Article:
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Amadou & mariam ''welcome to mali'' (mali, 2008) @ [192k]

08/01/2011 13:22 0 Comentarios Lectura: ( palabras)




(MALI, 2008)    @

(Publicado en su día en el fenecido AfroCubanLatinJazz)

Se publica Welcome to Mali, el nuevo álbum de Amadou & Mariam. El dúo nos invita a su país en una colección de 15 canciones, más 1 bonus track.

Welcome to Mali se ha grabado durante los últimos meses entre Bamako, Dakar, París y Londres. Cuenta con la producción de Marc-Antoine Moreau y Laurent Jaïs, y las colaboraciones de Keziah Jones, Tiken Jah Fakoly, Toumani Diabaté, K'Naan y Damon Albarn (Blur, Gorillaz). Este último ha sido el productor invitado para el primer single Sabali.

El disco se pone a la venta en España el 25 de noviembre (2008).



Damon Albarn produce una canción para Amadou y Mariam

Por Adrian Cholula en: Noticias

Parece que Damon Albarn no pierde el interés por seguir involucrado en la música ya que el que fuera frontman de Blur ha participado como productor en una nueva canción para el dúo Amadou y Mariam.

La canción se llama "Sabali" y aparecerá en el nuevo álbum del dúo titulado 'Welcome to a Mali', el cual se tiene previsto sea lanzado el 17 de noviembre y promete colaboraciones con estrellas de la música a nivel mundial, aunque me parece demasiado underground el dúo como para tener en la producción a Damon pero seguramente deben ser buenos, mas sin embargo al hablar de Damon Albarn solo queda una par de preguntas por hacer.

¿Que sucederá con Blur? ¿Ya se ha olvidado de ellos?


imageWorld music review: Amadou and Mariam, Welcome to Mali

Robin Denselow

The Guardian, Friday November 14 2008

Amadou and Mariam have become African superstars and, like many super- stars, they now have a problem: what on earth do you do to follow up a major hit record? The blind Malian husband-and-wife team had already been recording for 17 years, crafting their own distinctive blend of gutsy African blues-rock and funk with limited commercial success, when they teamed up with Manu Chao to record the massively commercial Dimanche à Bamako. In the three years since its release, their lives have been transformed. Chao sensibly pulled back, and Amadou and Mariam began to target pop audiences, breaking into the French top 20 and bringing a new western following to African music. They even provided a rousing opening act for the Scissor Sisters.

imageAmadou and Mariam Welcome to Mali Because 2008 Buy Welcome to Mali at the Guardian shop So what now? Instead of recording a no-nonsense set that reflects their stage show, they have taken a more cautious route, working in Mali, Senegal, France and the UK, and inviting a series of friends to take part. They have succeeded in recording another infectiously rousing set, even if it doesn't have quite as many memorable songs as Dimanche. But they have done so because of their own skills, and despite the often unnecessary extra voices.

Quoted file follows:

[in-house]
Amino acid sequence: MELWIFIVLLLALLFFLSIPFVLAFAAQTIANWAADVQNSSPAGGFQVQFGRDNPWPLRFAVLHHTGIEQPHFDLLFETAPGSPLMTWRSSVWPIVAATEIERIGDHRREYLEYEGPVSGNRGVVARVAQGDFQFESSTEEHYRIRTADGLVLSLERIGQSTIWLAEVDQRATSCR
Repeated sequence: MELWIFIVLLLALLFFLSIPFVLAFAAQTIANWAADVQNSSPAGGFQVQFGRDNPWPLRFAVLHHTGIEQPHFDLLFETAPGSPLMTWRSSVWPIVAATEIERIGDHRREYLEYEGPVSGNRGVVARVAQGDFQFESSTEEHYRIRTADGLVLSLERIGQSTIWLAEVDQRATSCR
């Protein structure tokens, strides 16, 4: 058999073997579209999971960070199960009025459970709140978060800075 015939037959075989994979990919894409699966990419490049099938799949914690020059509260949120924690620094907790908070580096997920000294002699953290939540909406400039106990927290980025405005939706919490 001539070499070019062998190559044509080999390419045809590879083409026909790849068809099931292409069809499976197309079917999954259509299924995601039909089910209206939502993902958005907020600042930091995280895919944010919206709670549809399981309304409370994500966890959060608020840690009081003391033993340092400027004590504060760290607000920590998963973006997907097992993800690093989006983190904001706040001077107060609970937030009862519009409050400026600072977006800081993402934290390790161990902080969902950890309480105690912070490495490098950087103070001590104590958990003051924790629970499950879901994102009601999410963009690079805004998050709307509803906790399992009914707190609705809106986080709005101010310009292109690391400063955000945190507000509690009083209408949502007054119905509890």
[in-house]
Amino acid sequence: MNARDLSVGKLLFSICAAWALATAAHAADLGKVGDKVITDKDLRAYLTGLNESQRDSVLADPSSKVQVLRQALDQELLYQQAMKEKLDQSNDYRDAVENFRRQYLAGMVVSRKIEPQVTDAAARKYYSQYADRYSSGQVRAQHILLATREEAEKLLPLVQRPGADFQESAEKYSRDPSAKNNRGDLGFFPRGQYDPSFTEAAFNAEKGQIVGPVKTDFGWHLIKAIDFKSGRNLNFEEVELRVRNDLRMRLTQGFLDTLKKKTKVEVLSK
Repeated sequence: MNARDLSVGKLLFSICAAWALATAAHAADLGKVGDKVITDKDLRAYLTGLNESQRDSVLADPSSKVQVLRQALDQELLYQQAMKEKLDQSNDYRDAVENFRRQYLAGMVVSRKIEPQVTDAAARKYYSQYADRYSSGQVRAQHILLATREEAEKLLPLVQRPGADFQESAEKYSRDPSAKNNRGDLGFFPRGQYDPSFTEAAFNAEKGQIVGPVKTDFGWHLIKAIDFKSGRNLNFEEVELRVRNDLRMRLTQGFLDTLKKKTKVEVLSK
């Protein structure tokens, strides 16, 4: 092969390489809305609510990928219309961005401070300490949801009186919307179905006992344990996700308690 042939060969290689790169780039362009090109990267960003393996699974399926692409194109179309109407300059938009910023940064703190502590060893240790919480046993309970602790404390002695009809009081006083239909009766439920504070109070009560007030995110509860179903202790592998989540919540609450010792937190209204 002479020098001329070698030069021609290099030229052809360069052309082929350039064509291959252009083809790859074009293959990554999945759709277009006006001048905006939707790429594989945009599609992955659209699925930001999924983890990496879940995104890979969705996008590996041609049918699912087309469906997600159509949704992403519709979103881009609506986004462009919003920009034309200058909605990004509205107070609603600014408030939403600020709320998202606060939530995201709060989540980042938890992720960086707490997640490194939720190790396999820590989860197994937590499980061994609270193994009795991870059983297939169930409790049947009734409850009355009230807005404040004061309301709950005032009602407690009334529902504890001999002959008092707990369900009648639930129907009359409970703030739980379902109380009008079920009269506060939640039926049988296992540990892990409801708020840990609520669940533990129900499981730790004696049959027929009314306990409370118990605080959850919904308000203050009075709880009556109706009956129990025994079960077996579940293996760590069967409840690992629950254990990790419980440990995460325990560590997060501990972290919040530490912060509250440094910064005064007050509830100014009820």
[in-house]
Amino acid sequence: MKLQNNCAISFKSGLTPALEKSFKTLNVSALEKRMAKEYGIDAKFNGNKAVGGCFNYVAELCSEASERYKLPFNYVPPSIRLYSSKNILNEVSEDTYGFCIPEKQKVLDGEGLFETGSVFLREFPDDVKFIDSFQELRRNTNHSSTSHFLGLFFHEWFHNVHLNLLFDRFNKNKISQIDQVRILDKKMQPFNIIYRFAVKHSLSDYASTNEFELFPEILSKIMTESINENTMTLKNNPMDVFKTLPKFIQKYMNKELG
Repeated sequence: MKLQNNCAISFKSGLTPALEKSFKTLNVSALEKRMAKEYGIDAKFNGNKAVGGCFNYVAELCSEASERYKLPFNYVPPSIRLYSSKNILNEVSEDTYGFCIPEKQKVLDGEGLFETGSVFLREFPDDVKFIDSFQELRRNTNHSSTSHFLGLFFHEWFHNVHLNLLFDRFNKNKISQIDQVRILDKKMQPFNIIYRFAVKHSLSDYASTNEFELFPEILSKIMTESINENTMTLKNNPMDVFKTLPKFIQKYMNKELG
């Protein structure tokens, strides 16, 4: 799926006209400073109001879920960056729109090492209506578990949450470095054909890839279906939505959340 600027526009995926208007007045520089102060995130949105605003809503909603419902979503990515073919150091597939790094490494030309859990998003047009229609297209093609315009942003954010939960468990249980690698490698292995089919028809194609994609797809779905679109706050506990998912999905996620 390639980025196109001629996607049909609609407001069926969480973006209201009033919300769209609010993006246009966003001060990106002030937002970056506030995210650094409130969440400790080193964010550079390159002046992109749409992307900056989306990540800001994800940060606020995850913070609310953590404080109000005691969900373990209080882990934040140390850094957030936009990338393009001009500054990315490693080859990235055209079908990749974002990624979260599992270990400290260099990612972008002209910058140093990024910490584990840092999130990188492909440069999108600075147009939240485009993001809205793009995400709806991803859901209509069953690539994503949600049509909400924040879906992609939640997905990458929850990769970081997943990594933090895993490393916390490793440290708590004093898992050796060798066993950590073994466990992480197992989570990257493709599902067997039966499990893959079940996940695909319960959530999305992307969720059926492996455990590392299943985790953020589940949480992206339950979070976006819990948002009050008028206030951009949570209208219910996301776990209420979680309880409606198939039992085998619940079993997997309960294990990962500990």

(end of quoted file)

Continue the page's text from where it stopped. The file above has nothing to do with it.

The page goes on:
One exception is Damon Albarn. He hasn't taken Manu Chao's role in producing an entire album, but he did co-write and produce the opening song, Sabali, on which he plays keyboards and bass. It starts like some vintage recording, featuring strings and the haunting voice of Mariam Doumbia, before developing into an insistent, swirling electro-pop ballad that sounds better here than when Albarn and Mariam attempted it live on stage at the Africa Express shows. But I suspect it won't become part of the duo's stage show. Their distinctive style is based around Amadou's driving guitar work, and he doesn't even make an appearance.

imageHowever, Amadou Bagayoko dominates the rest of the album - from the stirring Ce N'Est Pas Bon, on which Albarn provides keyboards, through to Djuru, on which Amadou's guitar is matched against Toumani Diabaté's kora. He also provides a couple of good extended solos, on Masiteladi and Sekebe, and demonstrates his vocal skill in both French and English on two charming, gently funky songs to his wife, Compagnon de la Vie and I Follow You.

All of which leaves the guests sounding redundant. French funk star Juan Rozoff joins Amadou on the laid-back Je Te Kiffe, and the excellent Somali hip hop star K'Naan makes an appearance on Africa, but fails to produce any of his distinctive lyrics. Nigerian Keziah Jones sounds even less happy, joining in a slinky Amadou and Mariam duet on Unissons Nous with a few English cliches about unity and freedom that don't add much. But no matter: this is Amadou and Mariam's album, and their Africa-pop crossover success continues.

Tracks:--------1.Sabali2.Ce N'est Pas Bon3.Magosa4.Djama5.Djuru6.Je Te Kiffe7.Masiteladi8.Africa

9.Compagnon de la Vie10.Unissons Nous11.Bozos12.I Follow You13.Welcome to Mali14.Batoma15.Sebeke16.Boula (Hidden Track)


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